Alice Donut’s budding grotesquery blossomed on their second album. Where the debut opened with “Green Pea Soup”, a love song to Linda Blair’s character in the Exorcist, Bucketfulls of Sickness and Horror in an Otherwise Meaningless Life (1989) sounded like the band itself was possessed, channeling the likes of Frank Zappa, Pere Ubu and Flipper and coating everything in a viscous layer of sonic spew. This noisier sound was perfected on the band’s best album, Mule, which followed in 1990. It contained enduring Donut classics like “Mother of Christ” and “Tiny Ugly World” alongside the greasy, off-kilter riffs and silly voices of songs like “Crawlpappy”, “Burlesque”, and “Roadkill”, the whole package glued together with a loopy circus-like motif repeated between songs. In the same year, Alice Donut speedily wrote and recorded Revenge Fantasies of the Impotent in response to the Gulf War, with biting social commentary to match. Amid increased touring of the States and a trip to Europe, a third guitarist, Richard Marshall, was added to the lineup, and all three guitarists appeared on the album. Produced with help from Kramer (Shockabilly, Bongwater), a heavier, more metallic sound evolved, relying on groove as much as melody, while the inclusion of Black Sabbath’s “War Pigs” began a Donut tradition of performing trombone-led instrumental covers.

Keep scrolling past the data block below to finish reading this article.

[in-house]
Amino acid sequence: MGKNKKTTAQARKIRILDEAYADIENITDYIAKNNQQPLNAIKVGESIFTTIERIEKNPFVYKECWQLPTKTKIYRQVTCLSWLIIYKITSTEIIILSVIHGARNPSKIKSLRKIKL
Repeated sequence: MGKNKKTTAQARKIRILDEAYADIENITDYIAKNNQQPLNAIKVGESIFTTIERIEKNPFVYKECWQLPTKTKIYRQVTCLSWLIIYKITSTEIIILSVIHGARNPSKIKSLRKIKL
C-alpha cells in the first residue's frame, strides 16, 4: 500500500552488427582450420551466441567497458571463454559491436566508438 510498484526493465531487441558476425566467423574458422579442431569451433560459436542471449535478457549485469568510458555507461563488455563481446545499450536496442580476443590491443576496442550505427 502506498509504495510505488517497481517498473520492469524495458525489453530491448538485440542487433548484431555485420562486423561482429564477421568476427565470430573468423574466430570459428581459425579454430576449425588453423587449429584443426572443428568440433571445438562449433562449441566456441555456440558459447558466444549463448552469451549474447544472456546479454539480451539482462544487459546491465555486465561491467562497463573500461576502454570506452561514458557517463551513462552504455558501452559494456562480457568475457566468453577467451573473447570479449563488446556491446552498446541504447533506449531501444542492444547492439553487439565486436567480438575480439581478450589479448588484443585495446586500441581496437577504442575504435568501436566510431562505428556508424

Alas, the typical internal tensions had been festering away, and Houghton and Giffen eventually quit around 1991. Houghton was replaced on bass and occasional vocals by Sissi Schulmeister, a classically trained multi-instrumentalist who first appeared in the band’s video for “Bigger Ass” from The Ass Trilogy EP. In 1992, Kramer returned to produce The Untidy Suicides of Your Degenerate Children. Considered by some to be the band’s Dark Side of the Moon, Untidy Suicides is a concept album filled with offbeat character studies like “The Son of a Disgruntled X-Postal Worker Reflects on His Life While Getting Stoned in the Parking Lot of a Winn Dixie Listening to Metallica”. By now, Alice Donut had hit the peak of their popularity, scoring a spot on the 1993 Reading Festival bill where they treated tens of thousands of punters to their high-spirited horrendousness.